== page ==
The Dangers Of Snorting Adderall
Medically reviewed byDr. Ted Bender, Ph.D., LCDC
March 25, 2019
Adderall is a prescription stimulant drug with a high potential for abuse that is prescribed for the treatment of ADHD. Individuals without ADHD who take Adderall may experience effects similar to that of drugs like meth and cocaine as Adderall can produce euphoric feelings. This drug has the potential to be abused in several ways including snorting it.
The Dangers Of Snorting Adderall
Drug snorting, also called insufflation, can cause severe damage to the inside of the nose, throat, and lungs. When someone snorts Adderall, small blood vessels in their nose absorb the drug into the bloodstream. The surrounding tissue is fragile and easily irritated.
Powdered Adderall can inflame the sensitive nasal tissue, causing pain and nosebleeds. The more someone snorts Adderall, the more damaged the tissue can become. Necrosis, or death of tissue, can occur with prolonged Adderall insufflation. This may become so severe that a hole develops between the nostril walls or in the roof of the mouth.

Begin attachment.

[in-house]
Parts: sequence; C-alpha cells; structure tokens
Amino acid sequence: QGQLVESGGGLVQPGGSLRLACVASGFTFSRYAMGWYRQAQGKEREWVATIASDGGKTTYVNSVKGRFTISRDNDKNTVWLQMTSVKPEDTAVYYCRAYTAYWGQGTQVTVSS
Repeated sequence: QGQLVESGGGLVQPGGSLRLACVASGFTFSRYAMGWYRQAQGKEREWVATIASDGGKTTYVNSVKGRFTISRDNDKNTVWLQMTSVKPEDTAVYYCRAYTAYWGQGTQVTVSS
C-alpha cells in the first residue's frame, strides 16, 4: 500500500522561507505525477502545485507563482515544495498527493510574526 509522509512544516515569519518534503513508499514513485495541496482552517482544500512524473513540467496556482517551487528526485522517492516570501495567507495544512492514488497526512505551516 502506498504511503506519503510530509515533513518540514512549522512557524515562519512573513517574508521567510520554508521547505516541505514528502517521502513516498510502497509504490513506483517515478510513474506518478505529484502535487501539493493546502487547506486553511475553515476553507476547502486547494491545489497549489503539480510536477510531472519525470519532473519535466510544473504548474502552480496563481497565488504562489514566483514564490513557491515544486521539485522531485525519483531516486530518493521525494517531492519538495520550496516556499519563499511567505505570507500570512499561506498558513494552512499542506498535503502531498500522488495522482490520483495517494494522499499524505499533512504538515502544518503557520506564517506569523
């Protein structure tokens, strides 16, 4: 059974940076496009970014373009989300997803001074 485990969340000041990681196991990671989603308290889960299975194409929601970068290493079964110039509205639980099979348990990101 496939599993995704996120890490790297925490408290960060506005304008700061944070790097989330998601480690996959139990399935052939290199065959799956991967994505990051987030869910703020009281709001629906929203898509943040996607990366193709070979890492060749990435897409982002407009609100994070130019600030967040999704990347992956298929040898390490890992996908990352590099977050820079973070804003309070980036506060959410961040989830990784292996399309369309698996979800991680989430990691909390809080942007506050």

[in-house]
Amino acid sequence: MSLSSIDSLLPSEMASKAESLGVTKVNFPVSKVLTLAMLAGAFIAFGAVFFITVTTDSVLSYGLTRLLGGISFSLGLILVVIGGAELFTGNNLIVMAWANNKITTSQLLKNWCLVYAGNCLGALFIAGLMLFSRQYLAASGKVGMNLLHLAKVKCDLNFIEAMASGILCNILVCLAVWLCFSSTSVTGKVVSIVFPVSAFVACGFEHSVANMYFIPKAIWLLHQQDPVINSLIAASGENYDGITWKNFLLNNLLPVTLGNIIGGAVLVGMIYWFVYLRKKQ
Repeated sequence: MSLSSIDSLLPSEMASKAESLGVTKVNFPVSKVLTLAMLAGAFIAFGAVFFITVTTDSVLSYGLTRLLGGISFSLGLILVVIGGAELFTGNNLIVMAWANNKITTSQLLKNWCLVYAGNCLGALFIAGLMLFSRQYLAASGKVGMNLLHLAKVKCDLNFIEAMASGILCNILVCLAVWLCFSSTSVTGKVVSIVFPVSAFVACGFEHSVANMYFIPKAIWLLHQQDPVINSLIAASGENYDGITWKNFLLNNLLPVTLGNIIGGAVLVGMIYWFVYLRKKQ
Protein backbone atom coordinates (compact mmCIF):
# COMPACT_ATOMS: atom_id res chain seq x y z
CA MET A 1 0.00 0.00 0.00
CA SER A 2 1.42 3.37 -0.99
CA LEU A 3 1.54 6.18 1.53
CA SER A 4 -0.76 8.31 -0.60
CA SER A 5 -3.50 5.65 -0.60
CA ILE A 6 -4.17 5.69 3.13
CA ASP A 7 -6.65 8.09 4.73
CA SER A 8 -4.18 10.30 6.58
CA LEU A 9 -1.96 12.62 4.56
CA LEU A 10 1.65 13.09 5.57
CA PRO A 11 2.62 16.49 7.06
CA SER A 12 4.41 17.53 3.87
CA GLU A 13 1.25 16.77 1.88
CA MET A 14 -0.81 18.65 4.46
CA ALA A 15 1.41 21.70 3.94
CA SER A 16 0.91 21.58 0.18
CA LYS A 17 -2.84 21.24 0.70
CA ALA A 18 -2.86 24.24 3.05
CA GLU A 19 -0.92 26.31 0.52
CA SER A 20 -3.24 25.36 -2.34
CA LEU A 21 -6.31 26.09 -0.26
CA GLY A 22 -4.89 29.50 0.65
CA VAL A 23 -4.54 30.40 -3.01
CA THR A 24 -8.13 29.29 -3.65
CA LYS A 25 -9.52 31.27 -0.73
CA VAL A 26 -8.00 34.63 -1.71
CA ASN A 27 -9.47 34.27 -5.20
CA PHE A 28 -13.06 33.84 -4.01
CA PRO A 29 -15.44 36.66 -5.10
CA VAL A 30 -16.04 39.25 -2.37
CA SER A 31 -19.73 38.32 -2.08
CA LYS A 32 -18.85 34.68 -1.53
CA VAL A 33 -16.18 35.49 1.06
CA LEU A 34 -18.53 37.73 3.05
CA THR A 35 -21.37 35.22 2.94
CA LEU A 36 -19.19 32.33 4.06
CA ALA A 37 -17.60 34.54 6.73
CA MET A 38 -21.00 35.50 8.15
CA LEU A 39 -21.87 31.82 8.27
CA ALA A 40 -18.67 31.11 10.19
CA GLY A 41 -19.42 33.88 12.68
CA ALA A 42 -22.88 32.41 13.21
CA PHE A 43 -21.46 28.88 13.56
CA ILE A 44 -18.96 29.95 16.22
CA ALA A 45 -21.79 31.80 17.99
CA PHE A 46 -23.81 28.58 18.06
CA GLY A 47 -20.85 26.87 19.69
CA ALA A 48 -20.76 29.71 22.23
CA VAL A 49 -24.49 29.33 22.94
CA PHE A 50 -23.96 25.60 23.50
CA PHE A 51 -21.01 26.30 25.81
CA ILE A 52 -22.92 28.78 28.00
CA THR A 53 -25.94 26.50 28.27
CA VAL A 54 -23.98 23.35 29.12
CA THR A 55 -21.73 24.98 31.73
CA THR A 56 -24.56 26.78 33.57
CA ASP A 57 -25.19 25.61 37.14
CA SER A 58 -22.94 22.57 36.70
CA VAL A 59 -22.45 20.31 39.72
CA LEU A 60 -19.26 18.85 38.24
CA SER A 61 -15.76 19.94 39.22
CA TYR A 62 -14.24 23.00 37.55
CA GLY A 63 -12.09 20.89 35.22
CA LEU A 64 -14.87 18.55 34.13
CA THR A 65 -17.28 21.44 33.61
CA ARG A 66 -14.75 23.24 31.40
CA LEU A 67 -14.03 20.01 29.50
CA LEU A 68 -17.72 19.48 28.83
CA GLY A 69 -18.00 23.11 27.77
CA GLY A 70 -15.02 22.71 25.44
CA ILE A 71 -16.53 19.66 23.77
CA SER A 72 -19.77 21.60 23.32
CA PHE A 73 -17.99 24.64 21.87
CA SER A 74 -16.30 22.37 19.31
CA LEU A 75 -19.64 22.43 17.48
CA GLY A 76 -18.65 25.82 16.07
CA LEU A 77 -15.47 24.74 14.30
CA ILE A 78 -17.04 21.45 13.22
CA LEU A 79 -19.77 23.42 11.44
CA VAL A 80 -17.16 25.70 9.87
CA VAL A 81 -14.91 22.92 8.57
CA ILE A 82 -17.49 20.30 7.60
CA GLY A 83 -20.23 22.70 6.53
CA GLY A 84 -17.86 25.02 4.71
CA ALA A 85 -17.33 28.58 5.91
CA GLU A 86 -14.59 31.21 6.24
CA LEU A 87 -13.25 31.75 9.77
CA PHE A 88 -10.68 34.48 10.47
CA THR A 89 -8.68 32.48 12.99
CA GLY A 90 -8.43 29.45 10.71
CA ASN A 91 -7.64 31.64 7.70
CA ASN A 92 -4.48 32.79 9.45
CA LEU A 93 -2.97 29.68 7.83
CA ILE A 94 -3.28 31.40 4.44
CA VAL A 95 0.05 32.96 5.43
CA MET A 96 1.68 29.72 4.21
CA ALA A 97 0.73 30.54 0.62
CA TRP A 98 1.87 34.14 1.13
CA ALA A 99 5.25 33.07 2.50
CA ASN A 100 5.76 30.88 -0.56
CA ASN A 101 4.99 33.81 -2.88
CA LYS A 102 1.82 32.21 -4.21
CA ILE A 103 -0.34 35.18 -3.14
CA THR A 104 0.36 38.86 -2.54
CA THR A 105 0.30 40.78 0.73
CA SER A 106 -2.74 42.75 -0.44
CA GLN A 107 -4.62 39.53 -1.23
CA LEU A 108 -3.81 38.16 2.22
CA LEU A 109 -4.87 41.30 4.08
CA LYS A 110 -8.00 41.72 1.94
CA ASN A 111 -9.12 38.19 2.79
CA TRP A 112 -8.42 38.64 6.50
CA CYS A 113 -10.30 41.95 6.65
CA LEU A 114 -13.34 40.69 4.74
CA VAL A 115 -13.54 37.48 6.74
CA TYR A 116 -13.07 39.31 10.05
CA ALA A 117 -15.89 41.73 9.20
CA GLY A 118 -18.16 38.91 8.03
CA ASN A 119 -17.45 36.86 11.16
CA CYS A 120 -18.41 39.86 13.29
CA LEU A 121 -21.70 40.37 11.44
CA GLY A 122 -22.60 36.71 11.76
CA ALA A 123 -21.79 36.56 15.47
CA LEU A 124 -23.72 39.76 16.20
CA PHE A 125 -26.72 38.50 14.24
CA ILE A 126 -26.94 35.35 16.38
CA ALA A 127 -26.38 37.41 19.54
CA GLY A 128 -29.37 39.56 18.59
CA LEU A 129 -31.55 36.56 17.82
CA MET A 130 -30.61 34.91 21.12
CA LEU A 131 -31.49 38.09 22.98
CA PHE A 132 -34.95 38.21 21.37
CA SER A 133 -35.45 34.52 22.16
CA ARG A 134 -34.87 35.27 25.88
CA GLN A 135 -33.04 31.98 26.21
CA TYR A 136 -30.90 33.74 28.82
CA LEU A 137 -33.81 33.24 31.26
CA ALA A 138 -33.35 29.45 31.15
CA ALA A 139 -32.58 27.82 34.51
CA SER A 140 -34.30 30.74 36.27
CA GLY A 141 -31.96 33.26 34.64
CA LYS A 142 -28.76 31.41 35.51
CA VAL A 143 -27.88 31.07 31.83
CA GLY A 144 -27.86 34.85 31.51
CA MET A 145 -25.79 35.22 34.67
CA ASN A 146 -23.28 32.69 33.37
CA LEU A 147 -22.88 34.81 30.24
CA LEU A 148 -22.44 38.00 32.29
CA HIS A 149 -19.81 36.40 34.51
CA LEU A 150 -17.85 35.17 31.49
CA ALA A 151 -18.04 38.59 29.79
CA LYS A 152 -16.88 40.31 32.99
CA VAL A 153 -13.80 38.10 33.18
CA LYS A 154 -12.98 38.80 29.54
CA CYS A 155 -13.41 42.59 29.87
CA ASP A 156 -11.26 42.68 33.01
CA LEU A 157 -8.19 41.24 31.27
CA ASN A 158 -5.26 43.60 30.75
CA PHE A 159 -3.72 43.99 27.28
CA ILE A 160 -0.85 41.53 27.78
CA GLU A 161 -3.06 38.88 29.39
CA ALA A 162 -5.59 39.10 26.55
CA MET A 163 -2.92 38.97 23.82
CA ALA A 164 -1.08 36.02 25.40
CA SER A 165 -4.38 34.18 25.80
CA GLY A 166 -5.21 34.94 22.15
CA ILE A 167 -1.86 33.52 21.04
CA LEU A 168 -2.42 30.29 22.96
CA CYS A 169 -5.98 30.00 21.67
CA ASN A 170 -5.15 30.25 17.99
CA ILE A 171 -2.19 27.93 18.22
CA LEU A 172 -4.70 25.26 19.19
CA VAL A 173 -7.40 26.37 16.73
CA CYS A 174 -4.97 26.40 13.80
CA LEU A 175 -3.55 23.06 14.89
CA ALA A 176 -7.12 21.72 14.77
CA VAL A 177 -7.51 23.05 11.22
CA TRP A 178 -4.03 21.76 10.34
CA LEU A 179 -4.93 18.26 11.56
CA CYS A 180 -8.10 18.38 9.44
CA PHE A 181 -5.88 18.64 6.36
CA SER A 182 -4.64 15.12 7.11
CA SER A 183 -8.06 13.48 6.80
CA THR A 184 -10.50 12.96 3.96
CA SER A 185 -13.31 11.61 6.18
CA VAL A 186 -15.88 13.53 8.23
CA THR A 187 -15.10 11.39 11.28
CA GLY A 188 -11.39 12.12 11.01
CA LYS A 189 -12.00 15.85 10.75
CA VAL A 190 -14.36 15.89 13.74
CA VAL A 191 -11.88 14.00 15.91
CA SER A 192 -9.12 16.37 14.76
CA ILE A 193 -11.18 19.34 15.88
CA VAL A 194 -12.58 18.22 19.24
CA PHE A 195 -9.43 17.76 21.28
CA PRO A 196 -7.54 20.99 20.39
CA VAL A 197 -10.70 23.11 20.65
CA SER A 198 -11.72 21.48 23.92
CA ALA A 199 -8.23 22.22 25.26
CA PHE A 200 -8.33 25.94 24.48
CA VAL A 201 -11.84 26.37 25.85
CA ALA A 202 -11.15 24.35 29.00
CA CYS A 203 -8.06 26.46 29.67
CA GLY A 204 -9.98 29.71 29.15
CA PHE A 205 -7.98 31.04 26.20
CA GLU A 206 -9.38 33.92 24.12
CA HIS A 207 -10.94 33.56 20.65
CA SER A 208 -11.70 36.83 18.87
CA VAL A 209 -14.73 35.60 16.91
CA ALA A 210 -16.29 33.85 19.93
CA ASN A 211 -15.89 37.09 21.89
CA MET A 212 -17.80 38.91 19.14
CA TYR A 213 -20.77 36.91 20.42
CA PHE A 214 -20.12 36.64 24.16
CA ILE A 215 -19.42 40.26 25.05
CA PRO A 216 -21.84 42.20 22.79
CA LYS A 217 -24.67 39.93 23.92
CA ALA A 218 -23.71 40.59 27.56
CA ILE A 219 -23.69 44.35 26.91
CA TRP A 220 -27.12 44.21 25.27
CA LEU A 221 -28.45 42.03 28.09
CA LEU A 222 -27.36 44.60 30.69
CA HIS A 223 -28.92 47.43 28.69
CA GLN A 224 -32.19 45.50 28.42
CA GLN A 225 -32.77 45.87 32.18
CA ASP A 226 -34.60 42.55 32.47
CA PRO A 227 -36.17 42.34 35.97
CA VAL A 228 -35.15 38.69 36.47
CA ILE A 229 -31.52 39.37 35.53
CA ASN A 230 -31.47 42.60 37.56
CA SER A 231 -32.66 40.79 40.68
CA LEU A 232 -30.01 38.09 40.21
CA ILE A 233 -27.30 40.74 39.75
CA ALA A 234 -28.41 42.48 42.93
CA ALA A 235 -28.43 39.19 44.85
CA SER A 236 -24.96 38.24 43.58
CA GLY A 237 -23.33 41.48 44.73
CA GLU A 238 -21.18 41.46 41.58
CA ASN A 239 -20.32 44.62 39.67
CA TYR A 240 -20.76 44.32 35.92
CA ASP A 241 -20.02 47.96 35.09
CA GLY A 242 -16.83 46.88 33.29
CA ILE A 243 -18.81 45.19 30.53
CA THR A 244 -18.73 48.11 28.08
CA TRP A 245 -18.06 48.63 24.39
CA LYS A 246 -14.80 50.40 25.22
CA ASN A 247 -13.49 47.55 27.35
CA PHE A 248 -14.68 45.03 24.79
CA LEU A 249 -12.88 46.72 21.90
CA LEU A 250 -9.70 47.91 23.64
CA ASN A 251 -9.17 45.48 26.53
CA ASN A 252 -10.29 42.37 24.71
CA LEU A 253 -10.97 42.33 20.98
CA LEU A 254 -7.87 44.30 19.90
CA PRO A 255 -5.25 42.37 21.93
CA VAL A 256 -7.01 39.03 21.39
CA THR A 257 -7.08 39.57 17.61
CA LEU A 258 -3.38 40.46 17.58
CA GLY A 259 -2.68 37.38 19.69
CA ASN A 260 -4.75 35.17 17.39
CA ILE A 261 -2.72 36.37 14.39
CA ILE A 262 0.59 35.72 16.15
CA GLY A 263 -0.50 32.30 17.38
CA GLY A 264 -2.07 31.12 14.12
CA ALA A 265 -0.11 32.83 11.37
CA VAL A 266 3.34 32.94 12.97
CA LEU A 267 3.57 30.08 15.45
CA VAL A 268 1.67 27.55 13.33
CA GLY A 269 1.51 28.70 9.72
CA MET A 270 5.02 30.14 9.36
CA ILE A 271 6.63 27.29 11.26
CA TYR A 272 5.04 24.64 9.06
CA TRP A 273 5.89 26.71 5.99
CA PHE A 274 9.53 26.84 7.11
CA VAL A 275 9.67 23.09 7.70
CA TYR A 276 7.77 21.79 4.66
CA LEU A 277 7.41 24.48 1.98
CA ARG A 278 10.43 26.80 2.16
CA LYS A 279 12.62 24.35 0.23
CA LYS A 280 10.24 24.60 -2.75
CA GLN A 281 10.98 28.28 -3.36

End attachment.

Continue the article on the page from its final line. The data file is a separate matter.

Though the drug goes into the nose when snorted, it does not necessarily stop there. Some of the insufflated Adderall may travel to the back of the throat, dripping onto the vocal cords and making its way to the lungs. People who regularly snort Adderall can develop a hoarse voice and sore throat. Individuals with asthma may experience aggravated symptoms or a chronic cough.
Shared drug paraphernalia used to snort Adderall — like straws, hollowed pens, and rolled paper or bills — comes in contact with intranasal blood vessels. This has the potential to spread bloodborne diseases like Hepatitis C.
Why Do People Snort Adderall?